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We have seen that the coordinate functions of
caustics can be "rough". Can the image of become "fractal"?
More precisely one can ask: do there exist convex tables T such that the
image of has Hausdorff dimension
for some ? Corresponding
questions for graphs of real functions can be difficult and often one is
only able to estimate the box-counting dimension (see the case of the
Weierstrass function in [9]).
We could try to find the distortion of
the map from the graph
of to .
Let be the table
defined by a function . If is
a Weierstrass function then the graph G of has noninteger box-counting
dimension [9].
The transformation :
maps G onto the caustic . If it were
invertible near ,
the image of would inherit the fractal
properties of G. Let's see: the Jacobian of is
Because , one has
and unfortunately,
vanishes exactly on G. While this approach failed
to give caustics with fractional box counting dimension, the calculation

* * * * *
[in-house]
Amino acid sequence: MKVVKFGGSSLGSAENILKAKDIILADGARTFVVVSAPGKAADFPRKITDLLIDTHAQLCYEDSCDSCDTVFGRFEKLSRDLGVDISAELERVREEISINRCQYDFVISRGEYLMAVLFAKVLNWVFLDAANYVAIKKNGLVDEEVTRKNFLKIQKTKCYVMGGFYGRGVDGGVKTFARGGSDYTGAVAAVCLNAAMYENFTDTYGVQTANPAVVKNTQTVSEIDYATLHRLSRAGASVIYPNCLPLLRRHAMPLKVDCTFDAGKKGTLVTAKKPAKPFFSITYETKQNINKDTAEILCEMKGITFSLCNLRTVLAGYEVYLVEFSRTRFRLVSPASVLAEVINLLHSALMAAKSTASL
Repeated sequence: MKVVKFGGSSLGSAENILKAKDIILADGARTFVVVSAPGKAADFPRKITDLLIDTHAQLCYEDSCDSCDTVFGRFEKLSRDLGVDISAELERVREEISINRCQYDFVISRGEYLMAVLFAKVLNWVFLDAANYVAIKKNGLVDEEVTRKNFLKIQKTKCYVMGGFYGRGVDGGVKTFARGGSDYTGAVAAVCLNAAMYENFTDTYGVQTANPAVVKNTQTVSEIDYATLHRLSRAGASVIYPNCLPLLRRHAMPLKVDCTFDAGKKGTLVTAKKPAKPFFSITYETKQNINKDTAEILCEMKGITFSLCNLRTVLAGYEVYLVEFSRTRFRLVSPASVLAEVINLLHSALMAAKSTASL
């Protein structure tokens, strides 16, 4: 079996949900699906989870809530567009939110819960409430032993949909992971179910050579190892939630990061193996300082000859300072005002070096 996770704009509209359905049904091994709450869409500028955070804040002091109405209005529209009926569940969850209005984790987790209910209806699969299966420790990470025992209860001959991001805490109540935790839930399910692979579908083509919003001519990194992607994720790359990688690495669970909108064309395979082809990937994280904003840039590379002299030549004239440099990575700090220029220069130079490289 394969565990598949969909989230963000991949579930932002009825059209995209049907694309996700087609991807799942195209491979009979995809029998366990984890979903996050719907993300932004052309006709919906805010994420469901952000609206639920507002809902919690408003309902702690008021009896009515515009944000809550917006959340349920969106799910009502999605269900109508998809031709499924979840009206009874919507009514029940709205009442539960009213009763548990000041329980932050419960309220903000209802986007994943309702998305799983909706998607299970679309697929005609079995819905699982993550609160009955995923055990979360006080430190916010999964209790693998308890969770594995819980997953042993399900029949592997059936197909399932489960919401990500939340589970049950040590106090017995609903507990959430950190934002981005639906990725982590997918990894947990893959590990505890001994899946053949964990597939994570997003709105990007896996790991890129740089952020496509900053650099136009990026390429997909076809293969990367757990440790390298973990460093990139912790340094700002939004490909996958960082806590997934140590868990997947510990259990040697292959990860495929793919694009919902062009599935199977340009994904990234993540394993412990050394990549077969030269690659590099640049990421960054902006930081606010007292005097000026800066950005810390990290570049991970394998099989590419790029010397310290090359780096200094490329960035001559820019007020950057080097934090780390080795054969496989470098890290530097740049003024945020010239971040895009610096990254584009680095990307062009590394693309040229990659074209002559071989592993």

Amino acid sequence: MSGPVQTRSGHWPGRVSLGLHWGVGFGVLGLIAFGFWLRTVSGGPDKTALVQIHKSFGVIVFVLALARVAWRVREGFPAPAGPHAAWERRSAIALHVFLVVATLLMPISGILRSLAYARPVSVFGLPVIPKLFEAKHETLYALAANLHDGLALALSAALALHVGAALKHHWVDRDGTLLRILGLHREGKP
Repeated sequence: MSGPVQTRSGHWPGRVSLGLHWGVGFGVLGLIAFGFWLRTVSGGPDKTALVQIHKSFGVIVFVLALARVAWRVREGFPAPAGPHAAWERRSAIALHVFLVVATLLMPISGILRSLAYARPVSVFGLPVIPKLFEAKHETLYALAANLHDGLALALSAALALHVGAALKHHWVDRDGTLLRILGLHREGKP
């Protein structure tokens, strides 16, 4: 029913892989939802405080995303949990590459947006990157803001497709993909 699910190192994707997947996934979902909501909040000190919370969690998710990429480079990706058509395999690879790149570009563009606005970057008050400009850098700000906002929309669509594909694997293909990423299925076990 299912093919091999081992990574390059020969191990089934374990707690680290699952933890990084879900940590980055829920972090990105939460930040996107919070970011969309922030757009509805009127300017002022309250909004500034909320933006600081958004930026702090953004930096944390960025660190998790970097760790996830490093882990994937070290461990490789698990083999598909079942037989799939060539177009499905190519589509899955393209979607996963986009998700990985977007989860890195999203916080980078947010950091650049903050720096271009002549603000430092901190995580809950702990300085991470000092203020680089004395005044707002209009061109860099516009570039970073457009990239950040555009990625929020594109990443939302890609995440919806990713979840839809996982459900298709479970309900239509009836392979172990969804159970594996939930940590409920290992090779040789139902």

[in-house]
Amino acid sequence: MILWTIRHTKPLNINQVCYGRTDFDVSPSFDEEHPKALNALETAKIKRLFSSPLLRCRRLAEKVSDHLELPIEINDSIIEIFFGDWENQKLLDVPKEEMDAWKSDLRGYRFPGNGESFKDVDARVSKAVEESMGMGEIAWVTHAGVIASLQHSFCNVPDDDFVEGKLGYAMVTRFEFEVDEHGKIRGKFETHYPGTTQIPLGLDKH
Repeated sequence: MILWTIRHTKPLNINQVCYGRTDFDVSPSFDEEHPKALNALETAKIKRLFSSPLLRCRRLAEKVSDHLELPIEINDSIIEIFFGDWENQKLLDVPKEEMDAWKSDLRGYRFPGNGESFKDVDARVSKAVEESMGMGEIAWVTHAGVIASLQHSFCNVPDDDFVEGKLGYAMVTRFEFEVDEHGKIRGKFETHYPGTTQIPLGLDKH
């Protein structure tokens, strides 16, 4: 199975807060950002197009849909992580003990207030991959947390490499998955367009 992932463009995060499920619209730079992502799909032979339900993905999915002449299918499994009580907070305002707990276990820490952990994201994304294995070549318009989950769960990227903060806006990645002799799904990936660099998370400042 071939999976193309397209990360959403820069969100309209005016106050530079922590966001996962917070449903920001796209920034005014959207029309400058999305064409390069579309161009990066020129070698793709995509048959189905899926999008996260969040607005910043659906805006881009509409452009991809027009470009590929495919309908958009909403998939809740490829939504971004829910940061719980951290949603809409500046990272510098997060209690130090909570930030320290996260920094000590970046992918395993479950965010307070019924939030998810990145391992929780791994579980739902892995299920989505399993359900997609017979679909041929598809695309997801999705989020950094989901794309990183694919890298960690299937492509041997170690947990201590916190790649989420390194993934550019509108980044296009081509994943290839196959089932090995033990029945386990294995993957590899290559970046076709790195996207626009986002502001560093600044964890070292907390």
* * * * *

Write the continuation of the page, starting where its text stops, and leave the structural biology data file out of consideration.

shows why: the caustic of a curve of constant width is the place,
where the wave front formed
by the ray of light starting orthogonally to the table of constant width
fails to be an immersed submanifold.
See a
Movie (30 K Gif movie) of the Legendre collapse collapse in
Figure 11a.
When plotting caustics using larger and
larger frequencies in , the curves usually get more and more cusps
(see Figure 12a). From the pictures we can
expect that the box-counting dimension or
even the Hausdorff dimension can be bigger than 1 for some caustics but
we do not know whether this is the case.
Next: Caustics and billiards in
Up: On nonconvex caustics of
Previous: Nowhere differentiable caustics on
Oliver Knill
Fri Jun 12 13:34:37 CDT 1998